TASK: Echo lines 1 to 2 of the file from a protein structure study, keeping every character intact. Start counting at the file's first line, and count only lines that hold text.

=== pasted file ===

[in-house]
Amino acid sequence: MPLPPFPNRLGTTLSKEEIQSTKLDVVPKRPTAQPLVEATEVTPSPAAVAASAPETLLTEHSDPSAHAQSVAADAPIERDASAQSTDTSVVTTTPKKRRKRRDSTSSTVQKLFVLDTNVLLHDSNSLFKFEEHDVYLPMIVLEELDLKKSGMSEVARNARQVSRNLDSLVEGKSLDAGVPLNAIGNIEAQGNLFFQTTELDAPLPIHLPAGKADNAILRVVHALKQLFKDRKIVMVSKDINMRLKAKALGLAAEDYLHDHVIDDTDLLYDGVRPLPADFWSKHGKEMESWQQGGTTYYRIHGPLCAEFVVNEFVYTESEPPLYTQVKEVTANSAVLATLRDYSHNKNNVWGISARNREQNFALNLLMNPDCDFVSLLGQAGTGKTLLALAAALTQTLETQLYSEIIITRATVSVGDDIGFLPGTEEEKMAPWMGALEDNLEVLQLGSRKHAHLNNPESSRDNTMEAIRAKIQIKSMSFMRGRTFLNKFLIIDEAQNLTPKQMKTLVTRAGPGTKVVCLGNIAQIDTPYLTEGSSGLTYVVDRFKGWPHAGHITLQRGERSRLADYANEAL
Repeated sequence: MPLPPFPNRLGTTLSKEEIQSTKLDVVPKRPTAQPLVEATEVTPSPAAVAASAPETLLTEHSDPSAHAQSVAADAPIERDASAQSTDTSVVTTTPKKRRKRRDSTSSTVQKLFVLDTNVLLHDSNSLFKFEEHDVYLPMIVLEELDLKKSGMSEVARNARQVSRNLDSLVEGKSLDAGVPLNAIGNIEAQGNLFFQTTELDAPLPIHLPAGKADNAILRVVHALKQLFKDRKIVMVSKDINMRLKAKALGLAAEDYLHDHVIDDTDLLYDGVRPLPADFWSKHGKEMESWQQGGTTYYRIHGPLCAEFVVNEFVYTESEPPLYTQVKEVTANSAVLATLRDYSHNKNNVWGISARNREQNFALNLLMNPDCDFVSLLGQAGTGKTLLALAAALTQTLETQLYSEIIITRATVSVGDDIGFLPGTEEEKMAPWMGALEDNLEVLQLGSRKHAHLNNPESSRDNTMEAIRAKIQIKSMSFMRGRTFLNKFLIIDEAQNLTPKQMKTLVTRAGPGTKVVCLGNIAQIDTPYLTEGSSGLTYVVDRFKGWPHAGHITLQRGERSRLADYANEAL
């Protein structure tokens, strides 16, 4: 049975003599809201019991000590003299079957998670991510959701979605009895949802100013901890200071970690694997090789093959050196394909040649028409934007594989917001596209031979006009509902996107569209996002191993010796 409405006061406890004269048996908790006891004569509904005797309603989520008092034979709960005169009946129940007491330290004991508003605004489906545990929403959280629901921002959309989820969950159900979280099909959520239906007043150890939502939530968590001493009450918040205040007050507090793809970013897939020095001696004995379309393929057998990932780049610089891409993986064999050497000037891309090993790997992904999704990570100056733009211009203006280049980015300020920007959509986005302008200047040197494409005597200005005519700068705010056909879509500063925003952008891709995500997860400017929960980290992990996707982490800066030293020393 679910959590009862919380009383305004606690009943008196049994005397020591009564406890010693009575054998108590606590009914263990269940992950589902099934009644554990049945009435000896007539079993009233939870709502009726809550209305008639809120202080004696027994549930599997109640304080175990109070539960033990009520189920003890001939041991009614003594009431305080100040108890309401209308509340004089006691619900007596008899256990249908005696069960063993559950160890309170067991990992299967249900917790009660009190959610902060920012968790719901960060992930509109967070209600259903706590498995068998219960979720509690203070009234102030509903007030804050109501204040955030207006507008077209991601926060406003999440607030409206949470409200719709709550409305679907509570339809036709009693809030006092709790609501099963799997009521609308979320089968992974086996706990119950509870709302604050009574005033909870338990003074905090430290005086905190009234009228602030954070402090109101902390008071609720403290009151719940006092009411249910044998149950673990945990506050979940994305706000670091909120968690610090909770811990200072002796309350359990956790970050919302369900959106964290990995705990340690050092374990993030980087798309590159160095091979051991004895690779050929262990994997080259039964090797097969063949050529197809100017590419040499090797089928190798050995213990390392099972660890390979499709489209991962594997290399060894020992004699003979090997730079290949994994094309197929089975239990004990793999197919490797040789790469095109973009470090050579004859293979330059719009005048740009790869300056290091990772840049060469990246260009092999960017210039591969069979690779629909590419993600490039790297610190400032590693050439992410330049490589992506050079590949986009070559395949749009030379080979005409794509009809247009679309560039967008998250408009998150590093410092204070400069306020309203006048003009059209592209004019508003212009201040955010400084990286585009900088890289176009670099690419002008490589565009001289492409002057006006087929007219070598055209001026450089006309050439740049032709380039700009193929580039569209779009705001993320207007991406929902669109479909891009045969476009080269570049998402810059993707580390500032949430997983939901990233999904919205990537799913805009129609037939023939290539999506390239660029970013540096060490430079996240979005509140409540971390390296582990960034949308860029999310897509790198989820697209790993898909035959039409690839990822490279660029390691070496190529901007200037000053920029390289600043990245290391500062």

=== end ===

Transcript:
[in-house]
Amino acid sequence: MPLPPFPNRLGTTLSKEEIQSTKLDVVPKRPTAQPLVEATEVTPSPAAVAASAPETLLTEHSDPSAHAQSVAADAPIERDASAQSTDTSVVTTTPKKRRKRRDSTSSTVQKLFVLDTNVLLHDSNSLFKFEEHDVYLPMIVLEELDLKKSGMSEVARNARQVSRNLDSLVEGKSLDAGVPLNAIGNIEAQGNLFFQTTELDAPLPIHLPAGKADNAILRVVHALKQLFKDRKIVMVSKDINMRLKAKALGLAAEDYLHDHVIDDTDLLYDGVRPLPADFWSKHGKEMESWQQGGTTYYRIHGPLCAEFVVNEFVYTESEPPLYTQVKEVTANSAVLATLRDYSHNKNNVWGISARNREQNFALNLLMNPDCDFVSLLGQAGTGKTLLALAAALTQTLETQLYSEIIITRATVSVGDDIGFLPGTEEEKMAPWMGALEDNLEVLQLGSRKHAHLNNPESSRDNTMEAIRAKIQIKSMSFMRGRTFLNKFLIIDEAQNLTPKQMKTLVTRAGPGTKVVCLGNIAQIDTPYLTEGSSGLTYVVDRFKGWPHAGHITLQRGERSRLADYANEAL